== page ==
Stuart Neilson

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Foer, Jonathan Safran - Extremely Loud & Incredibly Close
Foer, Jonathan Safran - "Extremely Loud and Incredibly Close"
I loved this book, which has a depth and intensity that is not present in the film, which deals more specifically with Oskar than with the family background of his life story. The book is embellished with photographs, graphic art and typographic elements that have great impact. Oskar Schell is a child whose father died in the 9/11 attack on the Twin Towers, plagued by a secret, which turns out to be just one amongst many intergenerational secrets. His search for an answer helps him to conquer his fears and debilitating anxiety about the outside world and strangers. The book makes no explicit reference to autism, but Oskar has Asperger syndrome, which is "for smart people who can't run straight" in the film. As a result, this is refreshingly one of the few books in which the chief character is just who he is, not first-and-foremost an autistic character. The book displays echoes through multiple generations of autism traits, with different interpretations and responses in each generation. Some elements of the book and the film may be very emotionally upsetting (people who I watched the film with were upset).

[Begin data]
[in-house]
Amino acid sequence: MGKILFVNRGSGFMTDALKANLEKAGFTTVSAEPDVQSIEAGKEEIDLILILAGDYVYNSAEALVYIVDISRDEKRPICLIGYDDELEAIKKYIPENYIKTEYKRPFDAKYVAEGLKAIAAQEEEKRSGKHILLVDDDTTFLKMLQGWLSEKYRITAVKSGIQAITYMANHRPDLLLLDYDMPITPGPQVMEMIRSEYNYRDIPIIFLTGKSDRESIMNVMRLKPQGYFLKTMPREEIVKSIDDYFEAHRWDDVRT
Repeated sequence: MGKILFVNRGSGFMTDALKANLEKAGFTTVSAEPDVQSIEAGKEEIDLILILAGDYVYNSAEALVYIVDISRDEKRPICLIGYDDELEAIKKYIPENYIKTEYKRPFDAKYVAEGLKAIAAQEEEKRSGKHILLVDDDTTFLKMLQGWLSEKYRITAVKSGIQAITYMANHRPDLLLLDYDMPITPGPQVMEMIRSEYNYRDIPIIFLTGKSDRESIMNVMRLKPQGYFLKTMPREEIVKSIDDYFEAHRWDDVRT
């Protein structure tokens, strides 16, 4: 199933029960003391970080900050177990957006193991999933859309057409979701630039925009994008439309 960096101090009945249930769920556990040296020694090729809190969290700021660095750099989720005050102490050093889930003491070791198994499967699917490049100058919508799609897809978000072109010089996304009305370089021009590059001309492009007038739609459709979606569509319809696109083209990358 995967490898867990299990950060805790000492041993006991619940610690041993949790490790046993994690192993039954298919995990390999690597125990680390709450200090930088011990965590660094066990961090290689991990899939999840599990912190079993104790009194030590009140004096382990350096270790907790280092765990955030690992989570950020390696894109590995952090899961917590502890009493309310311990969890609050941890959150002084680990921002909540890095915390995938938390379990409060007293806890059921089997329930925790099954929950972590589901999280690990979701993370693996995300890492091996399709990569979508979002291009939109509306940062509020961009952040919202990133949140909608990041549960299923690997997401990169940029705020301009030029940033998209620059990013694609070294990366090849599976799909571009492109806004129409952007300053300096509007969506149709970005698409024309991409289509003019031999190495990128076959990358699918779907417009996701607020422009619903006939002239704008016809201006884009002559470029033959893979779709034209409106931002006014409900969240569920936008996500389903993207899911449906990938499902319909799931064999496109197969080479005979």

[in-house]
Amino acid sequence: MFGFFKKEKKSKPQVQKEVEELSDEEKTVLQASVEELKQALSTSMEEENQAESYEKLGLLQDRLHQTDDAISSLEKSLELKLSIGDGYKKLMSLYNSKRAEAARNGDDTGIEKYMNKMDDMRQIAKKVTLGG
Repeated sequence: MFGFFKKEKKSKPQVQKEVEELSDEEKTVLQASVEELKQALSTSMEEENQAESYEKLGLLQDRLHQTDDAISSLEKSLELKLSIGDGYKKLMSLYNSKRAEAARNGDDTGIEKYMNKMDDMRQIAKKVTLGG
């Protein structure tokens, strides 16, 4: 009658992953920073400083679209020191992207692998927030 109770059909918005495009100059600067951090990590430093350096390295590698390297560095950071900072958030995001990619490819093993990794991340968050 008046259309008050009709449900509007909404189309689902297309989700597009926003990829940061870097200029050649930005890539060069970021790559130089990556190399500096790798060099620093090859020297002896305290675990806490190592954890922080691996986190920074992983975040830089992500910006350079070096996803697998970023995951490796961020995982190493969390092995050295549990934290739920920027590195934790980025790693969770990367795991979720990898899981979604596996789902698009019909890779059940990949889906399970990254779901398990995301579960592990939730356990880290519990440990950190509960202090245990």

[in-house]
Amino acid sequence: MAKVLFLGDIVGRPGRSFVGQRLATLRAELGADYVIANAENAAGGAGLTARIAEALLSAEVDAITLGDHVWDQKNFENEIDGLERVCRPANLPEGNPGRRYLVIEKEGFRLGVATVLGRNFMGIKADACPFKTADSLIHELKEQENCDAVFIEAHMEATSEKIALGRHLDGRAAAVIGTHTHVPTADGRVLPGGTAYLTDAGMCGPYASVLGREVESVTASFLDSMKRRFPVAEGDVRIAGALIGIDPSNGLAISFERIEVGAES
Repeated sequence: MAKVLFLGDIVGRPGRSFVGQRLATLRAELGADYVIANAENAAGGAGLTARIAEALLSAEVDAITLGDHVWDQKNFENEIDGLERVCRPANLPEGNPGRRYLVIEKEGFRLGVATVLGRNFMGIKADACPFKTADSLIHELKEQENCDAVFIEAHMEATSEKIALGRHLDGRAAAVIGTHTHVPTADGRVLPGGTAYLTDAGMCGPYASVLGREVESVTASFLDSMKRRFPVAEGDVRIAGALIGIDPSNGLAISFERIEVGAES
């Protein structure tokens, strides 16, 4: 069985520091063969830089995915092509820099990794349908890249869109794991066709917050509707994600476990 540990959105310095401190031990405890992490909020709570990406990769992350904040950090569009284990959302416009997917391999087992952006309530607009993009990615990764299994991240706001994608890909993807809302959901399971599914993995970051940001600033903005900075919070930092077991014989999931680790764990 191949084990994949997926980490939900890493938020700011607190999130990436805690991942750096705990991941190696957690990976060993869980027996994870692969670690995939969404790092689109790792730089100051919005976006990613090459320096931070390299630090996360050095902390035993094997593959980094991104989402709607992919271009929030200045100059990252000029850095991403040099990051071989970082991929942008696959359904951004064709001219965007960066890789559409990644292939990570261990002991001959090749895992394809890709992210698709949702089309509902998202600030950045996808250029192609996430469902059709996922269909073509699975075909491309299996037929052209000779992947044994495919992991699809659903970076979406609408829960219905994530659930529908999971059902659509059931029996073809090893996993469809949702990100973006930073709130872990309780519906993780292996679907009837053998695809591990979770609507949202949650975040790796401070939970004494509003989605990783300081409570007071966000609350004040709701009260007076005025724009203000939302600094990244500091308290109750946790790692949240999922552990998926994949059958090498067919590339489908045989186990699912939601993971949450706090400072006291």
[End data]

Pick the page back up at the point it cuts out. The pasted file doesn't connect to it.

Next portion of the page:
New York Times review